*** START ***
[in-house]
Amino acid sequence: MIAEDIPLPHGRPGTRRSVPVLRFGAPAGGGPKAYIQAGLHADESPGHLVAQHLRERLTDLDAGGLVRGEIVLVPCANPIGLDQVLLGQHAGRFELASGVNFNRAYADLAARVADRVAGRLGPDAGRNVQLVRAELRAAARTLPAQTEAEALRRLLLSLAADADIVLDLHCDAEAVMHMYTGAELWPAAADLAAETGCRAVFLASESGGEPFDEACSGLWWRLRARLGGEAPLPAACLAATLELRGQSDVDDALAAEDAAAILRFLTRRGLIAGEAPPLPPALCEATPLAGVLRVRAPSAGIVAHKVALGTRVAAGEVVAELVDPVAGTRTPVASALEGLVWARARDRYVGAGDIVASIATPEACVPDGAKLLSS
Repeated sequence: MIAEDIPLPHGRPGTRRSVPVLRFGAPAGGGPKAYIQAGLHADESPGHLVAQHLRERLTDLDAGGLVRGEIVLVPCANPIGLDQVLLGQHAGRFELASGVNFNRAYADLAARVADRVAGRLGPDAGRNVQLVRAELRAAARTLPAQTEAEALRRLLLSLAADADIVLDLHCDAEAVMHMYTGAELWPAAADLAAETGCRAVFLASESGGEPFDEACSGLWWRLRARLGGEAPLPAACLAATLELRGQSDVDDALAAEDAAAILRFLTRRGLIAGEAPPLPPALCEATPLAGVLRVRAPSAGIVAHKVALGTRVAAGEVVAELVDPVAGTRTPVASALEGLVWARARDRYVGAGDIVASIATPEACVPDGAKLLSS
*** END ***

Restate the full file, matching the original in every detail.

[in-house]
Amino acid sequence: MIAEDIPLPHGRPGTRRSVPVLRFGAPAGGGPKAYIQAGLHADESPGHLVAQHLRERLTDLDAGGLVRGEIVLVPCANPIGLDQVLLGQHAGRFELASGVNFNRAYADLAARVADRVAGRLGPDAGRNVQLVRAELRAAARTLPAQTEAEALRRLLLSLAADADIVLDLHCDAEAVMHMYTGAELWPAAADLAAETGCRAVFLASESGGEPFDEACSGLWWRLRARLGGEAPLPAACLAATLELRGQSDVDDALAAEDAAAILRFLTRRGLIAGEAPPLPPALCEATPLAGVLRVRAPSAGIVAHKVALGTRVAAGEVVAELVDPVAGTRTPVASALEGLVWARARDRYVGAGDIVASIATPEACVPDGAKLLSS
Repeated sequence: MIAEDIPLPHGRPGTRRSVPVLRFGAPAGGGPKAYIQAGLHADESPGHLVAQHLRERLTDLDAGGLVRGEIVLVPCANPIGLDQVLLGQHAGRFELASGVNFNRAYADLAARVADRVAGRLGPDAGRNVQLVRAELRAAARTLPAQTEAEALRRLLLSLAADADIVLDLHCDAEAVMHMYTGAELWPAAADLAAETGCRAVFLASESGGEPFDEACSGLWWRLRARLGGEAPLPAACLAATLELRGQSDVDDALAAEDAAAILRFLTRRGLIAGEAPPLPPALCEATPLAGVLRVRAPSAGIVAHKVALGTRVAAGEVVAELVDPVAGTRTPVASALEGLVWARARDRYVGAGDIVASIATPEACVPDGAKLLSS